|Publication number||US7641640 B2|
|Application number||US 11/717,727|
|Publication date||Jan 5, 2010|
|Filing date||Mar 14, 2007|
|Priority date||Nov 14, 2003|
|Also published as||EP1713526A1, EP1713526B1, US20050107757, US20070161965, WO2005056080A1|
|Publication number||11717727, 717727, US 7641640 B2, US 7641640B2, US-B2-7641640, US7641640 B2, US7641640B2|
|Inventors||Nadine Ferdman Burton, Elizabeth Shires Maguire, Ann Hamilton Leonard, Robin Lyn Banker, Michael Patrick Rouleau, Paul D. Blumenthal, Terence Stanely Kominski|
|Export Citation||BiBTeX, EndNote, RefMan|
|Patent Citations (34), Non-Patent Citations (2), Referenced by (4), Classifications (9), Legal Events (1)|
|External Links: USPTO, USPTO Assignment, Espacenet|
This application is a continuation of U.S. application Ser. No. 10/712,265, filed on Nov. 14, 2003, which is hereby incorporated in its entirety by reference.
The present invention relates to a medical vacuum aspiration device (MVA). In general, it is more economical for MVAs to be used multiple times before they are disposed. Between uses, the MVA should be sterilized and/or disinfected. However, the materials chosen for the components of the MVA may be susceptible to degradation and/or damage by certain sterilization procedures and disinfectants. For example, latex components of the MVA can oxidize in an autoclave and certain plastic components can melt in an autoclave or degrade in the presence of chemical disinfectants.
Some MVAs are difficult to adequately clean and sterilize because they cannot be disassembled sufficiently. Other MVAs can include multiple parts that can be disassembled for sterilizing and disinfecting. However, the parts are easily misplaced or lost when disassembled. Further, a plurality of interfaces must be provided between each of the parts in order to connect the parts together and provide proper sealing to maintain the vacuum in the fluid path extending through the MVA. The plurality of interfaces can harbor tissue and fluid that can be difficult to remove during the sterilizing and disinfecting procedures. There remains a need for an MVA that is economical, safe, effective, and easily cleaned and sterilized.
There is provided an MVA that is easily cleaned and sterilized.
There is provided an MVA that is less susceptible to material degradation.
There is provided an MVA that can be used safely.
There is provided an MVA that can be made and used economically.
There is provided an MVA that can maintain the vacuum seal along the entire fluid path of the MVA.
There is provided an MVA that can be easy and comfortable to grasp and operate by a user.
There is also provided a medical vacuum aspiration device including an aspiration cylinder and a valve. The valve includes a removable fluid conduit, a valve housing having at least first and second housing portions, means for removably attaching the first housing portion to the second housing portion, and an actuator. The removable fluid conduit can have a first end for attaching to a cannula and a second end for attaching to the aspiration cylinder. The first and second housing portions may define a cavity for removably holding at least a portion of the fluid conduit. The actuator can be coupled to the valve housing and selectively compresses a portion of the fluid conduit to open and close a fluid path defined by the fluid conduit.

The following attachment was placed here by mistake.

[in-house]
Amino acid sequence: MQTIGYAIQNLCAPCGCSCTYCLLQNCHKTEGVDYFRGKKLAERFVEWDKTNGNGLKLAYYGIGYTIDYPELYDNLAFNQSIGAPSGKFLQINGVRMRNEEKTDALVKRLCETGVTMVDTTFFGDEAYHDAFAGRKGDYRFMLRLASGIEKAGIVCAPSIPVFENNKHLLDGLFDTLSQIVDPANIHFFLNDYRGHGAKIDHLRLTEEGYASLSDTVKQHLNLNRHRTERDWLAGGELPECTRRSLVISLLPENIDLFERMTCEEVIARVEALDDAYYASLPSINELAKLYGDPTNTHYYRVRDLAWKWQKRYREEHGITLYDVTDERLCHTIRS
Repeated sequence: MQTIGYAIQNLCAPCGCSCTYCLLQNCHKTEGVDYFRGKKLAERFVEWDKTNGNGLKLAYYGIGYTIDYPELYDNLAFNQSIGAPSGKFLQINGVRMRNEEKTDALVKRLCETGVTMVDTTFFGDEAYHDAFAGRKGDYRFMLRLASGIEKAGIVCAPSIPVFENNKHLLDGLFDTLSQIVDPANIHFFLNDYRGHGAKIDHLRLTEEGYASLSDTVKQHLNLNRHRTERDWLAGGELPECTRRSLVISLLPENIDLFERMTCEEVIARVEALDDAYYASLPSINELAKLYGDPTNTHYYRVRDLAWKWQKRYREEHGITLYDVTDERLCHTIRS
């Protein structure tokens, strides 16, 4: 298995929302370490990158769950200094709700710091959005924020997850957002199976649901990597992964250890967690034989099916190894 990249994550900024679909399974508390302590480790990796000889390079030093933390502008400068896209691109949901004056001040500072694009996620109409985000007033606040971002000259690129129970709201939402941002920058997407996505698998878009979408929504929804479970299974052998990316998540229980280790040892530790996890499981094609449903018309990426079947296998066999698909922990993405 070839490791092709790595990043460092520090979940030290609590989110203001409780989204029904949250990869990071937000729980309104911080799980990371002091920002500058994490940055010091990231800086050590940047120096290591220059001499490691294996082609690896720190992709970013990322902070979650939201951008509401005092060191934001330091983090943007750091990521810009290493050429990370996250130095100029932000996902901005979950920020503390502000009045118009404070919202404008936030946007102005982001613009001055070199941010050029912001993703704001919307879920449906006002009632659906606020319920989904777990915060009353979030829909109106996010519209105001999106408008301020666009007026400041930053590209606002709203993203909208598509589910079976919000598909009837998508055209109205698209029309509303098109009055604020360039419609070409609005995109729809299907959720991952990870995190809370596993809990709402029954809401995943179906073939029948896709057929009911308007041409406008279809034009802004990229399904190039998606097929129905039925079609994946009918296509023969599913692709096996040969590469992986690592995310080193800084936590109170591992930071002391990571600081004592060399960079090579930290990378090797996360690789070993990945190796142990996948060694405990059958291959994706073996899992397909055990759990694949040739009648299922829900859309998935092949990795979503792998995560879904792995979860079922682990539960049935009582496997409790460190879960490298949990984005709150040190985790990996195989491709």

There is yet also provided a medical vacuum aspiration device including an aspiration cylinder and a valve adapted for fluid communication with the aspiration cylinder. The valve includes first and second housing portions, a releasable connector, a fluid conduit and at least one conduit clamp. The first and second housing portions each include inner and outer walls. The releasable connector joins the first housing portion to the second housing portion such that the first housing portion and the second housing can cooperate to define a housing having first and second open ends and a cavity defined by the inner walls and extending between the first and second open ends. The fluid conduit can be retained in the cavity when the first and second housing portions are joined by the releasable connector. The fluid conduit can be exposed for removal from the cavity when the releasable connector is released. The fluid conduit can include a flexible conduit portion. The at least one conduit clamp can be movably mounted on one of the housing portions and engagable with the flexible conduit portion to compress the conduit portion.
The accompanying drawings, which are incorporated herein and constitute part of this specification, illustrate an embodiment of the invention, and, together with the general description given above and the detailed description given below, serve to explain the features of the invention.
Referring to FIGS. 2 and 4-6, the housing 202 may include first and second housing walls 214, 214′. The housing walls 214, 214′ each include an inner surface 216, 216′ and an outer surface 218, 218′. As shown in